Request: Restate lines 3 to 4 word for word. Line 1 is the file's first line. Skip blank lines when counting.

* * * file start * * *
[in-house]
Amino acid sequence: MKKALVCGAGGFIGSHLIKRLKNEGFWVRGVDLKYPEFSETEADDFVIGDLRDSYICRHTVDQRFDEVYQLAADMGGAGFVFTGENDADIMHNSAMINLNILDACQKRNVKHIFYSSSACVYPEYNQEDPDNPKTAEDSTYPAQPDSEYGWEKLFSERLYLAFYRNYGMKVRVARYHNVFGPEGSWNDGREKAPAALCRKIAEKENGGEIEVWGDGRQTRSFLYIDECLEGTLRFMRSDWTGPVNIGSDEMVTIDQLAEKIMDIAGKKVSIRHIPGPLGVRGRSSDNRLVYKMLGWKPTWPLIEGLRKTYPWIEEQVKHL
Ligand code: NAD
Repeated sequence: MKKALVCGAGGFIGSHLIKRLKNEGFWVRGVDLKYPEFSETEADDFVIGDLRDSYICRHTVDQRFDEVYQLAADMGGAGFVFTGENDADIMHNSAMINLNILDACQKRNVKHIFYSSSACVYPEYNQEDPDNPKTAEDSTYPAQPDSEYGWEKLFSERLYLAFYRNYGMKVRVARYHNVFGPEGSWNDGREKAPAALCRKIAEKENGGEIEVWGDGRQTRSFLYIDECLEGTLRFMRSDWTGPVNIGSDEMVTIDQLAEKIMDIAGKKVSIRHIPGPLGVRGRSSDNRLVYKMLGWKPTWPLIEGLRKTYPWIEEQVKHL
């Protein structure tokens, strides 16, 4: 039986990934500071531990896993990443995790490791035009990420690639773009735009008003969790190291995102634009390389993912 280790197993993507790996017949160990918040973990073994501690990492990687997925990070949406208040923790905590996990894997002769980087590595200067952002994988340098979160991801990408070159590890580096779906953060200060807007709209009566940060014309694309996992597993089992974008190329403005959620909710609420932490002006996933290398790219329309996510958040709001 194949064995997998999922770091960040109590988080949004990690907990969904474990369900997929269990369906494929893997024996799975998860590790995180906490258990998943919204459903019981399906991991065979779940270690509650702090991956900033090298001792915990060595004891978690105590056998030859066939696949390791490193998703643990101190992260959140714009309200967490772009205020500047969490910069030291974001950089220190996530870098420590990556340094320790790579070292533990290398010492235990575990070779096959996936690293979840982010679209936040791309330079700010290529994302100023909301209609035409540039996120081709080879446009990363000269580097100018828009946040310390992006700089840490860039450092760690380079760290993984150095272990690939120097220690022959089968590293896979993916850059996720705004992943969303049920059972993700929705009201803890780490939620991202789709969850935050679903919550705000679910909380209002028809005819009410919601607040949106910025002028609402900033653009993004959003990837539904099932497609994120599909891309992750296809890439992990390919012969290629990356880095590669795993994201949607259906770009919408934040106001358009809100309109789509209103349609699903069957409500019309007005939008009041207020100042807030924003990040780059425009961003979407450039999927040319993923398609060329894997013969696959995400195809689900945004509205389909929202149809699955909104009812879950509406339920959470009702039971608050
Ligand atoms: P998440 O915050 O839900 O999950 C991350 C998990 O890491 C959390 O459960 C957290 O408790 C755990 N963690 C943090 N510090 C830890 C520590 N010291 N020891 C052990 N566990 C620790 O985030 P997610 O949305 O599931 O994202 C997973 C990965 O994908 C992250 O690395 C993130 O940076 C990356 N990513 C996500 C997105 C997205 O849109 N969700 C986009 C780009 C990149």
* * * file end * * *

Ligand code: NAD
Repeated sequence: MKKALVCGAGGFIGSHLIKRLKNEGFWVRGVDLKYPEFSETEADDFVIGDLRDSYICRHTVDQRFDEVYQLAADMGGAGFVFTGENDADIMHNSAMINLNILDACQKRNVKHIFYSSSACVYPEYNQEDPDNPKTAEDSTYPAQPDSEYGWEKLFSERLYLAFYRNYGMKVRVARYHNVFGPEGSWNDGREKAPAALCRKIAEKENGGEIEVWGDGRQTRSFLYIDECLEGTLRFMRSDWTGPVNIGSDEMVTIDQLAEKIMDIAGKKVSIRHIPGPLGVRGRSSDNRLVYKMLGWKPTWPLIEGLRKTYPWIEEQVKHL